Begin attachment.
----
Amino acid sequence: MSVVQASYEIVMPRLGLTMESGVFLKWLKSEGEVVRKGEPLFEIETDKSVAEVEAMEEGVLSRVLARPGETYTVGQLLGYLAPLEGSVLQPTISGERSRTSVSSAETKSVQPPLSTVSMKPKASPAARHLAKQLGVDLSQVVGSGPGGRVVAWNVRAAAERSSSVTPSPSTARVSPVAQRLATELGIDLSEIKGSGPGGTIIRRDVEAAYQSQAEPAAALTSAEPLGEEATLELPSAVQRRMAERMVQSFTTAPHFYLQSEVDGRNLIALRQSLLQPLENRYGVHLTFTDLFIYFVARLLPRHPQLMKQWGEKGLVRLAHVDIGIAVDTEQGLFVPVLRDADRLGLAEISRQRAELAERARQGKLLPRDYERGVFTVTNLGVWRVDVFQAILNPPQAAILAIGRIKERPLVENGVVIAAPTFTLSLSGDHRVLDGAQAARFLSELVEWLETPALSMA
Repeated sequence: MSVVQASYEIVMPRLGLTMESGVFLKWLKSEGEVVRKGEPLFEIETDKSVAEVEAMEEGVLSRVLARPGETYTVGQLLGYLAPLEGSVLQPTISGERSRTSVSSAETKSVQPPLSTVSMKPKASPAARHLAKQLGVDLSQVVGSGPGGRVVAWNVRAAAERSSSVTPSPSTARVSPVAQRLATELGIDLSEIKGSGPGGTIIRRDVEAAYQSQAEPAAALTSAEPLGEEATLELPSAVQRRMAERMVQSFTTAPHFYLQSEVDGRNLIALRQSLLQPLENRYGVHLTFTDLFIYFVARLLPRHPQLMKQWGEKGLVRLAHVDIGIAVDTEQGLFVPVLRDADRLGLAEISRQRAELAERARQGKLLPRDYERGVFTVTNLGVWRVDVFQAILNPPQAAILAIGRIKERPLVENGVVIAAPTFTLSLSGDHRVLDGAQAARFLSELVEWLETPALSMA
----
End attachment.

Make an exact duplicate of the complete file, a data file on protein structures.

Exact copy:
Amino acid sequence: MSVVQASYEIVMPRLGLTMESGVFLKWLKSEGEVVRKGEPLFEIETDKSVAEVEAMEEGVLSRVLARPGETYTVGQLLGYLAPLEGSVLQPTISGERSRTSVSSAETKSVQPPLSTVSMKPKASPAARHLAKQLGVDLSQVVGSGPGGRVVAWNVRAAAERSSSVTPSPSTARVSPVAQRLATELGIDLSEIKGSGPGGTIIRRDVEAAYQSQAEPAAALTSAEPLGEEATLELPSAVQRRMAERMVQSFTTAPHFYLQSEVDGRNLIALRQSLLQPLENRYGVHLTFTDLFIYFVARLLPRHPQLMKQWGEKGLVRLAHVDIGIAVDTEQGLFVPVLRDADRLGLAEISRQRAELAERARQGKLLPRDYERGVFTVTNLGVWRVDVFQAILNPPQAAILAIGRIKERPLVENGVVIAAPTFTLSLSGDHRVLDGAQAARFLSELVEWLETPALSMA
Repeated sequence: MSVVQASYEIVMPRLGLTMESGVFLKWLKSEGEVVRKGEPLFEIETDKSVAEVEAMEEGVLSRVLARPGETYTVGQLLGYLAPLEGSVLQPTISGERSRTSVSSAETKSVQPPLSTVSMKPKASPAARHLAKQLGVDLSQVVGSGPGGRVVAWNVRAAAERSSSVTPSPSTARVSPVAQRLATELGIDLSEIKGSGPGGTIIRRDVEAAYQSQAEPAAALTSAEPLGEEATLELPSAVQRRMAERMVQSFTTAPHFYLQSEVDGRNLIALRQSLLQPLENRYGVHLTFTDLFIYFVARLLPRHPQLMKQWGEKGLVRLAHVDIGIAVDTEQGLFVPVLRDADRLGLAEISRQRAELAERARQGKLLPRDYERGVFTVTNLGVWRVDVFQAILNPPQAAILAIGRIKERPLVENGVVIAAPTFTLSLSGDHRVLDGAQAARFLSELVEWLETPALSMA